Joshua, our 22-year-old has just taken part in an international Malay speaking competition and the experience for us, his parents, who have watched it happen, has been extraordinary. But before you stop reading and think this blog is just an excuse for me to crow about my offspring I must reassure you. This is actually a blog about writing, expression and goal-setting and it just so happens that the protagonist, maybe even the ‘hero’, is our son.
It has all been rather surreal. Last summer Josh spent some time here with us in Kuala Lumpur and decided to take a few informal lessons in Bahasa Melayu (Malay language) so he could speak to the people who ran the street stalls and sold him deep fried bananas. When he went back to finish his degree at SOAS in London he wanted to pursue his studies with the language, but the university only offered Bahasa Indonesia, which is, apparently, pretty similar to Malay. After the first term his teacher, Pak Din, asked Josh if he would like to enter a Malay speaking competition that was all expenses paid (including flight) and took place in KL. Knowing his parents lived here and Josh was likely to want to visit anyway, it seemed like a way to get a free flight home. Josh went ahead with his application and a few months later discovered he was to represent the United Kingdom in the competition named Pidato Antarabangsa Bahasa Melayu (PABM). It seemed as ridiculous to Josh as it did to us, but as he had by then also won a scholarship to study in Indonesia for a year come September, he saw it as a way to get a free flight all the way to Indonesia.
Anyway, he took his speech-writing seriously and realised the only way he was going to get through this was to speak about something he was passionate about. Luckily, the environment was on his list of possible choices and so he flung himself headlong into to researching sustainable solutions. He also found a Malay student at SOAS to give him a few conversation classes and organised a few Skype calls with my Malaysian friend, Pam. He even got himself a pen friend. Remember those? Just before the competition I asked my own Malay teacher, Hanipah, whether she might know someone who could help Josh further and she immediately called her grand-daughter Sofea to ask if she might be interested. On the spot Sofea agreed to be his coach and launched into her task, talking to him daily for about an hour. Little did he know back then that Sofea was actually a champion speaker herself and that the environment was one of her pet topics.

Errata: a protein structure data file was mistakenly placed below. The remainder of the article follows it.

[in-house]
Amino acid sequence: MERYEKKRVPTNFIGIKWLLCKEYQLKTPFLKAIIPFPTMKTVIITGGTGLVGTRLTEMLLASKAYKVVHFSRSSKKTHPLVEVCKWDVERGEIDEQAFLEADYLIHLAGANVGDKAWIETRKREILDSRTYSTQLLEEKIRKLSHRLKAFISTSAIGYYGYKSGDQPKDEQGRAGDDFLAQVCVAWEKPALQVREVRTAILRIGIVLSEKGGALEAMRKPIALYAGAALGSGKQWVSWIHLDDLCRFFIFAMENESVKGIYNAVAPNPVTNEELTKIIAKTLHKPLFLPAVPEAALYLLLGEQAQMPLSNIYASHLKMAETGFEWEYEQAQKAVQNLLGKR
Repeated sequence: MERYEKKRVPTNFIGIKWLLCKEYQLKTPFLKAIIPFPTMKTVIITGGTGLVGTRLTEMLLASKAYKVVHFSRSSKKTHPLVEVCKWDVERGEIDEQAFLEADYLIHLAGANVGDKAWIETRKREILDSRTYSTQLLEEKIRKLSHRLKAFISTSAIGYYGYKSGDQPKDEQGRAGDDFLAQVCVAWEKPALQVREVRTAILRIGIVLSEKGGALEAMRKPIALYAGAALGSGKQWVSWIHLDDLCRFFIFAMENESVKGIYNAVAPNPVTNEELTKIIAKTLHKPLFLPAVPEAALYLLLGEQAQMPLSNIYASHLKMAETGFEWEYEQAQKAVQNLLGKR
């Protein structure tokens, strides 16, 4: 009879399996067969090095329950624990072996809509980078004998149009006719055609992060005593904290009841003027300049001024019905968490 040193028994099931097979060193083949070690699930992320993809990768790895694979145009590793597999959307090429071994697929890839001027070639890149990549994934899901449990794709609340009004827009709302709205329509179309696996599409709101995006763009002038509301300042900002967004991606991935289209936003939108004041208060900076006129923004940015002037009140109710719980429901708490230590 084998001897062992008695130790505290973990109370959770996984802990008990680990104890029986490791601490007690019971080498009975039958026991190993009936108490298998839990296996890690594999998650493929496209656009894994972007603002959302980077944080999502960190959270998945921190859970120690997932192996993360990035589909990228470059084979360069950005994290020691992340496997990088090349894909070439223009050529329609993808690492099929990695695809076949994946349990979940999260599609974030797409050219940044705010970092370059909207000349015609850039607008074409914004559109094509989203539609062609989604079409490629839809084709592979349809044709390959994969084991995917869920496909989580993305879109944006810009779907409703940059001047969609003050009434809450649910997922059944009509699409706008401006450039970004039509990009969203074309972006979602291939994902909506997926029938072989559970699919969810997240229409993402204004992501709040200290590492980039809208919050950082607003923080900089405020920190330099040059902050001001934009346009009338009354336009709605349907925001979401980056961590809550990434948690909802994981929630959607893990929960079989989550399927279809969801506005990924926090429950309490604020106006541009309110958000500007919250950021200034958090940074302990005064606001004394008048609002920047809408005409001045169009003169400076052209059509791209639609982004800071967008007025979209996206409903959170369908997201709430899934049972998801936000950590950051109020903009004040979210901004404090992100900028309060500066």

A week before the competition and Josh was totally insecure – about his content, about his ability to memorise a five-minute speech, about his language skills. Yet, he was so grateful for the opportunity that had landed in his lap that just ‘doing it for free flight’ was not good enough. He set himself the goal of making it through the first round and into the Quarter Finals, thinking that would mean he’d acquitted himself admirably, considering he was still a mile away from being fluent. With 40 competitors in his category, the chance of him making it through were slim. Sofea, her granny, and I went along to watch. I have to say ‘watch’ because that was all I could do. Despite my 15 classes of Malay I could really only pick out a few familiar words and had to content myself with listening the speakers’ intonation, watching their hand gestures and feeling the rhythm of their language. Despite my ignorance, repeated words jumped out at me, phrases hit me with their lyricism and rhythm and, surprisingly, I loved every moment.
However, thanks to determination and hard work he made it through and found himself having to spend all his spare time adding, perfecting and memorising another minute to his speech.